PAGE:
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Special challenges in PET imaging of ectothermic vertebrates

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The bulk of biomedical positron emission tomography (PET)-scanning experiments are performed on mammals (i.e., rodents, pigs and dogs), and the technique is only infrequently applied to answer research questions in ectothermic vertebrates such as fish, amphibians and reptiles. Nevertheless, the many unique and interesting physiological characteristics in these ectothermic vertebrates could be addressed in detail through PET. The low metabolic rate of ectothermic animals, however, may compromise the validity of physiological and biochemical parameters derived from the images created by PET and other scanning modalities. Here, we review some of the considerations that should be taken into account when PET scanning fish, amphibians, and reptiles. We present specific results from our own experiments, many of which remain previously unpublished, and we draw on examples from the literature. We conclude that knowledge on the natural history and physiology of the species studied and an understanding of the limitations of the PET scanning techniques are necessary to avoid the design of faulty experiments and erroneous conclusions.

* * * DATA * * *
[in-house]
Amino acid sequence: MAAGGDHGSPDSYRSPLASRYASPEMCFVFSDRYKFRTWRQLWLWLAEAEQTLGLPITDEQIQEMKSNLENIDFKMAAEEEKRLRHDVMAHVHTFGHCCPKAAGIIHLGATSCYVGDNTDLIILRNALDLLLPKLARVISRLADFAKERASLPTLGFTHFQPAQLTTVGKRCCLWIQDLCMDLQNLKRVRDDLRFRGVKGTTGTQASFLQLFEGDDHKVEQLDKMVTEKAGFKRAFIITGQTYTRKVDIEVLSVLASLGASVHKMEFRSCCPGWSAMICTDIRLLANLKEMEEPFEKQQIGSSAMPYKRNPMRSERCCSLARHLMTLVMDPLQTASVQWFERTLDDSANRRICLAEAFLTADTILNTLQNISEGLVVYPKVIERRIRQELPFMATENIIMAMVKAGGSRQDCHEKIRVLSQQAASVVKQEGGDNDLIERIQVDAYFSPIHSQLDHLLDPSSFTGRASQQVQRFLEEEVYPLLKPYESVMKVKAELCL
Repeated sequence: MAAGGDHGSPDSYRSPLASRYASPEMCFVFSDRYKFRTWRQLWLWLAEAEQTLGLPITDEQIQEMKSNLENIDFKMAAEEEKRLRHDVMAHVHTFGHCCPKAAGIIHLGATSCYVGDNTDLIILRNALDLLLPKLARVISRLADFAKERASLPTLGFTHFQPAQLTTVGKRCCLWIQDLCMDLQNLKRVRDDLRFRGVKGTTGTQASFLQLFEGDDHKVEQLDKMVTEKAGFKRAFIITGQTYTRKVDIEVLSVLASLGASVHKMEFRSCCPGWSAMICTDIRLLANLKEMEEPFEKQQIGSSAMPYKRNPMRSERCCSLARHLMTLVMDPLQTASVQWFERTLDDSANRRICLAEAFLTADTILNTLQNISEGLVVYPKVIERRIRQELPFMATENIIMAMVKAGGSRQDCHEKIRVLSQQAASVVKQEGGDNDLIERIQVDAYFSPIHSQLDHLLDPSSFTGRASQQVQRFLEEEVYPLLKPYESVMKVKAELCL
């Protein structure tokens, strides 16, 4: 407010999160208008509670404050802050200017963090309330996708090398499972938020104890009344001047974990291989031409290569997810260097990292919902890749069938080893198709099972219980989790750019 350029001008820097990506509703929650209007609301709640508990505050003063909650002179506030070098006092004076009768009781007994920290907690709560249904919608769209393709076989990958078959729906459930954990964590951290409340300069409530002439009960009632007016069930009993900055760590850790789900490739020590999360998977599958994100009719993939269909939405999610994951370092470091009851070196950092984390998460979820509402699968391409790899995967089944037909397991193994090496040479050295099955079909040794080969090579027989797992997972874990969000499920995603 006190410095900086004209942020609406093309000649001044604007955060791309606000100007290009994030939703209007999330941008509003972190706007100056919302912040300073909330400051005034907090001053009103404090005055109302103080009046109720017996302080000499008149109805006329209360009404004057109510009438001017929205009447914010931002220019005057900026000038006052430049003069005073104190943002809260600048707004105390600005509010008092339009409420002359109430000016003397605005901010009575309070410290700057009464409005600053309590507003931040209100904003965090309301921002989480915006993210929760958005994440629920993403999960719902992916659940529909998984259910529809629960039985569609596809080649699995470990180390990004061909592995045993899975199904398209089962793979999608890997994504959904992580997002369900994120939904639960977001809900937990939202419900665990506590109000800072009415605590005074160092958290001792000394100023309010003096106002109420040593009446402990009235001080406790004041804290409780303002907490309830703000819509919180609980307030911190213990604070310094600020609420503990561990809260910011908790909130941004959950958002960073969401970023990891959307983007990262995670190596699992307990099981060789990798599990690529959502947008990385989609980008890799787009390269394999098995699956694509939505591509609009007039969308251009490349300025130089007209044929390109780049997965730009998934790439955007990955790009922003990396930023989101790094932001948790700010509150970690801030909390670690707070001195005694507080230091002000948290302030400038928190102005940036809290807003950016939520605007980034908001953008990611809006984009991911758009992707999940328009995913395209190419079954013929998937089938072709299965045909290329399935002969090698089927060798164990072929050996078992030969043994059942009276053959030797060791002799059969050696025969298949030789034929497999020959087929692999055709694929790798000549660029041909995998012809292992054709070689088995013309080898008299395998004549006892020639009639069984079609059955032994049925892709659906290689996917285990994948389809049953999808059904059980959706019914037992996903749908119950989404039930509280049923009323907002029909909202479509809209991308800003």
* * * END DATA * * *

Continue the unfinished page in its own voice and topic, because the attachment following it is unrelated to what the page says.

TidsskriftSeminars in Nuclear Medicine
Sider (fra-til)577-585
Antal sider9
StatusUdgivet - sep. 2023

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